Besides, when the atherosclerotic plaques are stable but growing. It will narrow arteries space for the blood flow in the long term, hence developing a coronary heart disease in which the heart chronically lacks sufficient oxygen. This situation can lead to heart insufficiency.
The other essential complications are stroke, peripheral artery disease, and kidney disease. Remember that dyslipidemia mostly causes vascular disease due to atherosclerosis. Therefore, all the major organs are a target of atherosclerosis. It can affect arteries in organs, such as the brain, heart, and kidney. Also, It could affect big blood vessels as the femoral artery, which diminishes the blood flow to the legs, hence causing disease.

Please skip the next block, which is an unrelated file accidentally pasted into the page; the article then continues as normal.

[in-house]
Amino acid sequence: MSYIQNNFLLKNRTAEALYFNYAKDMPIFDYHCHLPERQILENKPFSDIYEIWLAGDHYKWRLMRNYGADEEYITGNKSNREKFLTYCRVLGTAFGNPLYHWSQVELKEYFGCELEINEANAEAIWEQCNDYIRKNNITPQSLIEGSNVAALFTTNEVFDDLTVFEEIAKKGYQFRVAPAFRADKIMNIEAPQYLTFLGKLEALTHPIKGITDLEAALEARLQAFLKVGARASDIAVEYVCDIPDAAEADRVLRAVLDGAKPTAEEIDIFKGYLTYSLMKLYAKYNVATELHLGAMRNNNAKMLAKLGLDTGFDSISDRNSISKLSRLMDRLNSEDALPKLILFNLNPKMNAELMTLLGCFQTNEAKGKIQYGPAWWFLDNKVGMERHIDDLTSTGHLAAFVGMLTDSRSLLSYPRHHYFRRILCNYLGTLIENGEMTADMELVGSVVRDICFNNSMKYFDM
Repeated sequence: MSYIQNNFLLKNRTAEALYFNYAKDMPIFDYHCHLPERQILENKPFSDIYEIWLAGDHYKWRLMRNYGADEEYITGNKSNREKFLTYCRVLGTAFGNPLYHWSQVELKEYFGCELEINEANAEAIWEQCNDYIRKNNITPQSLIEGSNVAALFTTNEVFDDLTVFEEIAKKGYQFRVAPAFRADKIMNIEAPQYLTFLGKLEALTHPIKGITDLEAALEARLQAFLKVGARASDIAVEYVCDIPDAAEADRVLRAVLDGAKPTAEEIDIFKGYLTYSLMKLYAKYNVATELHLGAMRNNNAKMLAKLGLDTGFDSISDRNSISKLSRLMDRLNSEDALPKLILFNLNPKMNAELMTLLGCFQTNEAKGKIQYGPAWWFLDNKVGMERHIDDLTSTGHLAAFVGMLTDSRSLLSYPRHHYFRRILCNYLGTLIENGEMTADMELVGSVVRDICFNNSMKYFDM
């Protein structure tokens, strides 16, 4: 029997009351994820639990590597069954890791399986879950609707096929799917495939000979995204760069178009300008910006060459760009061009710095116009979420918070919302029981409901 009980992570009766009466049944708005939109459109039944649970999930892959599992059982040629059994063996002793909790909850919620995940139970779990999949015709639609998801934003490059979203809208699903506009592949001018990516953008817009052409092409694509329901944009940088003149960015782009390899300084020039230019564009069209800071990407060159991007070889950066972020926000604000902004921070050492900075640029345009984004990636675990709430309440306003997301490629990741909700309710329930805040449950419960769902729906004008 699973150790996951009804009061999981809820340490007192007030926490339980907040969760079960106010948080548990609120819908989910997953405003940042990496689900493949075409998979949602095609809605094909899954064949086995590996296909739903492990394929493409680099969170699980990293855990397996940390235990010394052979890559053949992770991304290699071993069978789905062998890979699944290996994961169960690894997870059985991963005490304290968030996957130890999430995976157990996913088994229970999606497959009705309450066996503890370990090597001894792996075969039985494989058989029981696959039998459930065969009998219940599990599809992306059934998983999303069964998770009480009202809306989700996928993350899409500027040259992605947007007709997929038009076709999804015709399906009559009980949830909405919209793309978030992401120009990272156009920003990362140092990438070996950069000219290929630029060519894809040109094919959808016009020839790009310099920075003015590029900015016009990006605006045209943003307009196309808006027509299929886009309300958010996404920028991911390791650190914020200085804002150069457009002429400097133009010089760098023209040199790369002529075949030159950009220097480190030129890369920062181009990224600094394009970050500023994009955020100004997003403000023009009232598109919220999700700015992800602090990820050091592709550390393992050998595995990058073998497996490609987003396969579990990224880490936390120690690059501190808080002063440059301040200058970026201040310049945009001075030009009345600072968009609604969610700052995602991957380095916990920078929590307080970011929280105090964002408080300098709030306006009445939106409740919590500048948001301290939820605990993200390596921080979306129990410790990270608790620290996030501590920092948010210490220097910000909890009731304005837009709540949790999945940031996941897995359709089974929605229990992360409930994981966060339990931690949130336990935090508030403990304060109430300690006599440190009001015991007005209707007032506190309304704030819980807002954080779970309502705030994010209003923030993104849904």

How do you diagnose dyslipidemia?
The diagnosis of dyslipidemia needs a lipid profile that determines the specific lipid abnormality within the person. It will require the patient to fast from the previous night at least 12 hours, and then, a blood sample will be analyzed.
However, it is essential to highlight that a blood sample of a patient that is not fasting will only change the triglycerides analysis. While still the total cholesterol and HDL cholesterol because they do not significantly differ in people that just recently ate will be without meaningful modifications because of it. Therefore, in this condition, both of them are ready for analysis.
The laboratory tests include:
- Total cholesterol. (it is increased when above 200 mg/dL)
- LDL-C. (it is increased when above 160 mg/dL)
- HDL-C. (It is decreased when below 40 mg/dL)
- Triglyceride levels. (Normal less than 150 mg/dL, borderline high 150-199 mg/dL, high 200-499 mg/dL, and very high greater than 500 mg/dL)